The Vote Rocks
Interactivity has been present in many marketing programs before. Collecting 5 bottle tops, sticking them to an entry form and mailing them in, is one example of a two-way exchange or interaction.
One could also argue that interactivity is equally present in most forms of “traditional” advertising. A toll-free number on a radio spot or a time-sensitive call to action on a cable infomercial triggers a response, which is sort of interactive.
That being said, when technology is inserted into the dynamic, interactivity takes on a whole new meaning, particular in the context of marketing communications.
Whilst interactivity may be a small component of an offline program, it is the very essence and epicenter of the Web – it’s what makes the Web work. At this level of interactive intensity, it not only differentiates this medium from the others, but more importantly makes it uniquely poised to take relationship building to a whole new level.
One of the simplest forms of interactivity is the registration of a vote. It’s by far the most popular tactic used by networks, advertisers and now, even musicians.
In a Jupiter report from June 2001, consumers were asked what were the main reasons why a television program spurred them to visit particular websites. In first place with 38% was deeper real-word data. In second place with 32% was a vote/poll.
I used to think that online voting was so simple that it was too simple. I felt that if voting was the best idea we could come up with, we were in big trouble. However, I then considered the impact of interactivity, when combined with the power of community.
The registration of a vote is an inclusive action – typically followed by an immediate response, which rewards the voter with the results and an idea of where they placed relative to the rest of the voting community.
Quite frankly, I don’t care if one sports journalist feels that Jose Canseco isn’t deserving of being placed in the Baseball Hall of Fame. A subjective sample of one just doesn’t cut it for me. However, when I’m able to participate in a 10,000 strong-vote which determines that 2 out of 3 baseball enthusiasts feel the same way, I feel a little more assured.
For the past 3 years, NBC’s Today Show has run a segment involving their viewers in a voting-centric program. For 2 of the 3 years, Today invited their viewers to plan a couple’s dream wedding by voting on everything from the couple to the rings to the menu to the honeymoon. More than 1.2 million votes were cast in the 12-part series. How’s that for effective reach!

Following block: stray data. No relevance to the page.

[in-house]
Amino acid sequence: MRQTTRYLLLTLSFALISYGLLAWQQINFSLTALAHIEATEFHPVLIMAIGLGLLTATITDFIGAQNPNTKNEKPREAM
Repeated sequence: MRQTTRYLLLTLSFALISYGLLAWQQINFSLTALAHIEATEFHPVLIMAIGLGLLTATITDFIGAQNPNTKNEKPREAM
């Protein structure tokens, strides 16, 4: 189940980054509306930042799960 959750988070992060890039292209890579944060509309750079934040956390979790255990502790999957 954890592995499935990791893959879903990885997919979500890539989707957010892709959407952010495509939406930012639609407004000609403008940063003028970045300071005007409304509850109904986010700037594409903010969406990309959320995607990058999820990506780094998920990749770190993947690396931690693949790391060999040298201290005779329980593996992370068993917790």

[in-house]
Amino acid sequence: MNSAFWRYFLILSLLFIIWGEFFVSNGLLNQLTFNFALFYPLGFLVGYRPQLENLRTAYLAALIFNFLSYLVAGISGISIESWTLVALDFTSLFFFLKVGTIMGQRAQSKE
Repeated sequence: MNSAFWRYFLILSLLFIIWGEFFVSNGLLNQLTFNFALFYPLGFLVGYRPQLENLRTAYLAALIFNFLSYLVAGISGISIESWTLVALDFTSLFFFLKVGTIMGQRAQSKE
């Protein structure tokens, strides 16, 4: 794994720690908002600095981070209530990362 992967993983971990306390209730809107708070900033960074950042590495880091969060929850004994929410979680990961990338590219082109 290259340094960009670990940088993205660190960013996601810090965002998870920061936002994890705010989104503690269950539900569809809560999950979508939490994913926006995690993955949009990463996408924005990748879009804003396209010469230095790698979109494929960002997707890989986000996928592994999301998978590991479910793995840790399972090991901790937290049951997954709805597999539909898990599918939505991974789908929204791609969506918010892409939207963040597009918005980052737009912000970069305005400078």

As was recently reported by a major daily, Alanis Morissette is “surrendering control” to her fan base, by letting them vote for the entire playlist in an upcoming concert, which will be shown live on the Oxygen network. In addition, fans will be able to help influence other elements such as the stage theme and decor. This is a great example for a number of reasons. Through the power of a simple vote, Alanis is able to truly connect with her fan base and reward their loyalty in the process. It’s also intriguing because it demonstrates marketing integration done right. In this case, the power of technology and the Web has helped enhance a technology-free offline program.
A while ago, I mentioned a unit Lycos launched called RCADIA. It too used the power of a vote to help match various offers to the most appropriate target audience. Asking how many cups of coffee a user consumed in any given day, might reward the heavy user with a coupon for a free Espresso and the non-user with a slice of Crumb Cake at their favorite Starbucks.
One other interesting attribute about a poll-tactic, is that it is usually an ongoing initiative. It not only forms part of a dialogue, but also plays a role in helping to bring back users on a somewhat continuous basis.
Whether pivotal to the entire mechanics of the program or merely icing on the cake, the vote has been cast and the results speak for themselves in terms of the role that polling plays in the creation of a deeper online experience.
- Joseph Jaffe is Director of Interactive Media at TBWA\Chiat\Day in New York, where he works with clients including Kmart, ABSOLUT Vodka, Samsonite, Embassy Suites and Cunard. His primary focus is to highlight interactive's value and benefit in meeting his clients' integrated business and branding objectives.